Strokestown Gardens with Garden Landscaper in Dublin Eugene Higgins
Having driven through Strokestown in Longford on many occasions, heading for the West of Ireland, I always asked myself two questions where exactly were the renowned House and Gardens and what lay behind the spectacular gates in the middle of the town. Both dilemmas were solved when I was invited to tour the gardens recently. It turns out that the spectacular gates of Strokestown were in fact the gateway to the renowned gardens and house.
I highly recommend an outing this Summer to see the magnificent gardens and house that have been lovingly restored and open since 1997 when The Walled Gardens were opened to the public after a ten year restoration project. The Gardens had run into serious disrepair since the 1960′s, and had been totally reclaimed by nature, which sometimes can be a good thing. But in this case the remnants of the garden and its rich history were in danger of being lost forever.
So a manager was needed that would find the balance between Mother Nature and the historical gardens, someone who would ensure, that the many exotic fruits plants and stories were not to be lost to time forever. The Guardian chosen was John ODriscoll. John studied horticulture in the National Botanic gardens Glasnevin and then moved to Strokestown Park he has proved so good at his job that in July last year he joined the board of Directors responsible for Strokestown Park
John work and dedication is second to none and deserves recognition from anyone who has interest in Horticulture or Irish History. He is very passionate about his job, and his highly engaging personality, made his tour of the grounds fascinating where we saw the restoration of many of the original features including the Croquet Lawn, Lawn Tennis Court, Summer House and a magnificent ornamental Lilly pond plus the Herbaceous Border which is listed in the Guinness Book Of Records as the longest Herbaceous Border in Britain and Ireland. It truly is breathtaking having been planted in a rainbow colour scheme. Other features in the Garden include a formal Rose Garden, a wonderful Pergola, a Wildflower Garden and a Fernery.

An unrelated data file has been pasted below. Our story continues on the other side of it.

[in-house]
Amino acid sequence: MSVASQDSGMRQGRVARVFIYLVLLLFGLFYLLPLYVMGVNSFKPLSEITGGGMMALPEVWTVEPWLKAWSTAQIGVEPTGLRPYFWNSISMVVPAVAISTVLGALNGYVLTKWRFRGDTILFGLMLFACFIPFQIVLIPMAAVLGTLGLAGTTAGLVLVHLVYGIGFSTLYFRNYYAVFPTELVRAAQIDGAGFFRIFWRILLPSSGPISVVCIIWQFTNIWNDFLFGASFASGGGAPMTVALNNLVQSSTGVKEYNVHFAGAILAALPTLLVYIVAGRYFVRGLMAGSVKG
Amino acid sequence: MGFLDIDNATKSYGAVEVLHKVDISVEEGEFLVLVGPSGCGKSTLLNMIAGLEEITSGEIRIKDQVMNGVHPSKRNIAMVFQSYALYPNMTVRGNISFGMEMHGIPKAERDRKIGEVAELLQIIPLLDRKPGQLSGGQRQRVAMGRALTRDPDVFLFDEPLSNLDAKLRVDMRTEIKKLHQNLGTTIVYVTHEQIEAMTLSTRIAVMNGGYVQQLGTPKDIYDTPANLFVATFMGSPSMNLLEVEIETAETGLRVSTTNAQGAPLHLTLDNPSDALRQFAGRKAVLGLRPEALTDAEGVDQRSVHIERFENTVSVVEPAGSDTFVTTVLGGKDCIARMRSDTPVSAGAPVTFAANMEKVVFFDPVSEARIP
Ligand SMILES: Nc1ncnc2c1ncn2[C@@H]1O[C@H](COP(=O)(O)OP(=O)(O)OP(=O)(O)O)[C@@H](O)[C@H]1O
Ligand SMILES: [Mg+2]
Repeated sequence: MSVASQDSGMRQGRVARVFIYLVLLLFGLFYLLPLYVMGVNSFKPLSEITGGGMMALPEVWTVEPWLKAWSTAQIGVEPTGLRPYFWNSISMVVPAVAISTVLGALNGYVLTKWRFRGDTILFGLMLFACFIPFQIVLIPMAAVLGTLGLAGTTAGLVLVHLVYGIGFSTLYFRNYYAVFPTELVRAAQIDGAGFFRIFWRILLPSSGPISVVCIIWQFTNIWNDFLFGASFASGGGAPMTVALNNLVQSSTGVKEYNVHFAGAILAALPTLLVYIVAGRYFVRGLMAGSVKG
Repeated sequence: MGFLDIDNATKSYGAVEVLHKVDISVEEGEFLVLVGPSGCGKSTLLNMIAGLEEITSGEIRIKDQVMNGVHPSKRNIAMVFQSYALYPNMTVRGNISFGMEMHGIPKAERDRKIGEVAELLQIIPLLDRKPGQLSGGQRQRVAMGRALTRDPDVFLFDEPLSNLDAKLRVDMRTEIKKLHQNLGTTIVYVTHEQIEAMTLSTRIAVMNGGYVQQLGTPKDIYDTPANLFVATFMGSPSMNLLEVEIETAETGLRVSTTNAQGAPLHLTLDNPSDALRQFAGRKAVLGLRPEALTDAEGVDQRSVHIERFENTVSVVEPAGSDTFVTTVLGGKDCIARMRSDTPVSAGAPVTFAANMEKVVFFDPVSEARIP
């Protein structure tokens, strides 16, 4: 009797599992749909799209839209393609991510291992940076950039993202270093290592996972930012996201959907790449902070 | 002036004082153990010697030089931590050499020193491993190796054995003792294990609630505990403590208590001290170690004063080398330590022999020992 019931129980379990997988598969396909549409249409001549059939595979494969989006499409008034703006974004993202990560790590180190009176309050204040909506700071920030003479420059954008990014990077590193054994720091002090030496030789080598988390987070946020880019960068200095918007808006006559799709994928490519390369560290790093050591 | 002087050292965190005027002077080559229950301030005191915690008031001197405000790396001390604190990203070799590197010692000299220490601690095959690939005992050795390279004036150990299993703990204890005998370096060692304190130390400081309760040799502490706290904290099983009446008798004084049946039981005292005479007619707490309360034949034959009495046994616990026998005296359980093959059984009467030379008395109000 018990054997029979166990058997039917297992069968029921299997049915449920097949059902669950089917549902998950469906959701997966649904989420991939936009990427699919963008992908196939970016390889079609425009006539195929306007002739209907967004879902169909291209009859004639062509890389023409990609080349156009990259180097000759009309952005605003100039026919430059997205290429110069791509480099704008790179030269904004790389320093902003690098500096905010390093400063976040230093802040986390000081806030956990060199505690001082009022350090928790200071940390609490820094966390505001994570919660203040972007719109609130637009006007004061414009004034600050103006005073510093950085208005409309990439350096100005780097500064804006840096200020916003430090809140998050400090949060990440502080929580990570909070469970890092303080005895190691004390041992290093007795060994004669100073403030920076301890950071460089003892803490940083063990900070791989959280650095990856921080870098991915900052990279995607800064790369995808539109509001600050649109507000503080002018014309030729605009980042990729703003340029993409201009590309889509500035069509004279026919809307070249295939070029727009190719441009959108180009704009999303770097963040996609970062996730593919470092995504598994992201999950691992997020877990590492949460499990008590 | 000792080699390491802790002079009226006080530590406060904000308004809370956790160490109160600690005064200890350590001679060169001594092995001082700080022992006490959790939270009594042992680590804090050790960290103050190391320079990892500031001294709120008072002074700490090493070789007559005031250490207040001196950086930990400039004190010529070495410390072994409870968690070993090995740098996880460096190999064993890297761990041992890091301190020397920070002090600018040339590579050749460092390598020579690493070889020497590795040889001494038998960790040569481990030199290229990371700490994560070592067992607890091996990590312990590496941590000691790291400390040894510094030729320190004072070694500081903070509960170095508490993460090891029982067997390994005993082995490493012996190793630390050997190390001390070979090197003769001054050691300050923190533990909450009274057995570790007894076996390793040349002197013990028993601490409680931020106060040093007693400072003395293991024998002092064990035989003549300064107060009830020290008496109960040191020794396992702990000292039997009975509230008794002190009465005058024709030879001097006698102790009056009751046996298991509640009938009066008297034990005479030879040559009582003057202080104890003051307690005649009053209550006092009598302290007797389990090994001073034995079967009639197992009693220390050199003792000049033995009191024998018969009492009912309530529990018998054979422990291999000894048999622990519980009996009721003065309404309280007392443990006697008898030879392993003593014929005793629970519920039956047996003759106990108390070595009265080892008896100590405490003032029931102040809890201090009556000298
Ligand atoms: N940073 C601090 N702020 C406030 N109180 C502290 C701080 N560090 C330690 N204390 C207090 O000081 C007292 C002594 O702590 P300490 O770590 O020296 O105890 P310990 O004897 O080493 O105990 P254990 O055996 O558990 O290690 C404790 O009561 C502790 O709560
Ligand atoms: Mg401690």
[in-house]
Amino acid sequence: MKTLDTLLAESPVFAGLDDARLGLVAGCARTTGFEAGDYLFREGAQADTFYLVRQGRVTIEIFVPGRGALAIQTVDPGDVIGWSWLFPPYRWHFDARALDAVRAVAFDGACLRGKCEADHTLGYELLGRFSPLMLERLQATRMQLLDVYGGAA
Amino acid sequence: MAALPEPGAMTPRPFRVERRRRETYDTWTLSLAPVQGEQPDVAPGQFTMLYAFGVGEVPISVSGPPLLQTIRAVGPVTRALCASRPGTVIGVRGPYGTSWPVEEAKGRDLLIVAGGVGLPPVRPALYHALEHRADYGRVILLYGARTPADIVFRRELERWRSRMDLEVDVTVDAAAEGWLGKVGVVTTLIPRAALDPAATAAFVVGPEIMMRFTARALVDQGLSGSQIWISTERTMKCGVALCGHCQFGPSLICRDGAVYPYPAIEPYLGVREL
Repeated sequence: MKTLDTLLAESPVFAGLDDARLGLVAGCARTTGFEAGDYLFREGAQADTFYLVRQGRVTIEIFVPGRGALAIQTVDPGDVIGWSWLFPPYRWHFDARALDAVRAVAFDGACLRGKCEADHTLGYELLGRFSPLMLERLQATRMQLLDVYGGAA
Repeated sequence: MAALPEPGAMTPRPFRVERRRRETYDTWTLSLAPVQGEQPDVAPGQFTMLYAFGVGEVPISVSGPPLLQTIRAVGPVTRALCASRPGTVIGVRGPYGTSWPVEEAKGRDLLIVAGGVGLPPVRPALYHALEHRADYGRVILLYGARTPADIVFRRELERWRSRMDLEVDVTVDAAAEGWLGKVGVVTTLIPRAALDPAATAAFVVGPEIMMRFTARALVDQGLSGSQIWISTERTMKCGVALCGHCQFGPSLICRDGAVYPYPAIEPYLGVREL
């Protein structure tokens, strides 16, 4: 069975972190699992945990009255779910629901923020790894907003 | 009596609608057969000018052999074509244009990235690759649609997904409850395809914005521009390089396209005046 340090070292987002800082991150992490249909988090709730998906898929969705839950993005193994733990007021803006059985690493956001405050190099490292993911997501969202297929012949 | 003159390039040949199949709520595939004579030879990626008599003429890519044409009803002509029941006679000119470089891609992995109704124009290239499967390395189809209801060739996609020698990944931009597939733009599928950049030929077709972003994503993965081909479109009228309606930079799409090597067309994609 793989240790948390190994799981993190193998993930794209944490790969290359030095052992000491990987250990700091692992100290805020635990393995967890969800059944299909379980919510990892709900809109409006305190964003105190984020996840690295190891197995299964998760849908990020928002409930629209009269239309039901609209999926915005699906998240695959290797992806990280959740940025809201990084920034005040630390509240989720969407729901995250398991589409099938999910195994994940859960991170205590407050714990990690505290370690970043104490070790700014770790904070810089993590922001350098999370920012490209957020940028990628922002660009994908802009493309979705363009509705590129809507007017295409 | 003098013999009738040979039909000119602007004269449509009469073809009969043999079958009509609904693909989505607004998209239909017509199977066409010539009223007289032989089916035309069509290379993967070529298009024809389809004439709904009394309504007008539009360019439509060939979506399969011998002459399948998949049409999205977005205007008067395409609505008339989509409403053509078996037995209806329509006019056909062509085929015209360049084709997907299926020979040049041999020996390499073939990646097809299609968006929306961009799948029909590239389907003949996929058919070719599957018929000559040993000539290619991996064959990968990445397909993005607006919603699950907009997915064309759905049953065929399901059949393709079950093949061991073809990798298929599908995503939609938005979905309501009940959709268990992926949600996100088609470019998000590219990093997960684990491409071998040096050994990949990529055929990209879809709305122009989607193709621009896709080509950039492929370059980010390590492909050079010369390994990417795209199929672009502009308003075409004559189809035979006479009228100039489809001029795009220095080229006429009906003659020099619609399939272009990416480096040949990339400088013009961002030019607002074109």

The Glasshouses built in 1780 by James O Donnell are believed to be the oldest restored Glass-houses in Ireland and were home to the Peach House and Vinery. In 2000 John under took a millennium project of the 2 acre Georgian fruit and vegetable garden that included the replanting of the Peach trees. The variety selected is "Peach Peregrine” John describes it as “A white fleshed peach that continues to crop really well each year. In August we harvest them to make delicious Peach Cobbler for our own Cafe"
In its heyday the walled garden was producing grapes and amazingly pineapples plus all the usual soft fruits you would expect. It is located in the main garden where there is a brick lined wall facing south. The original fruit wall had at the base small brick arches that were used as fireplaces. John explained how it worked back in the 1780s so successfully “Flues ran behind the brick so when fires were lit the heat travelled through the specially designed hollow wall keeping the late frosts off the early fruit blossoms. The fire had to be manned through the night as the controlled fires that heated the walls had to be kept to there efficient best to keep the exotic fruits warmed to the temperature they were use to". While it is hoped one day to attempt to restore this system hearing and seeing how it worked in its prime is truly fascinating.
At the most shady part of the garden is a replanted fernery, something that I have craved to plant myself; the ferns are really thriving under a beautiful canopy of Hazel. The Shuttlecock ferns look outstanding and really restore this Victorian garden style to great effect and are extremely beautiful in late Spring early Summer.
Huge credit must be given to the work John and his team have undertaken and the best way to this, is to visit Strokestown Garden, and home and pay homage to there outstanding dedication.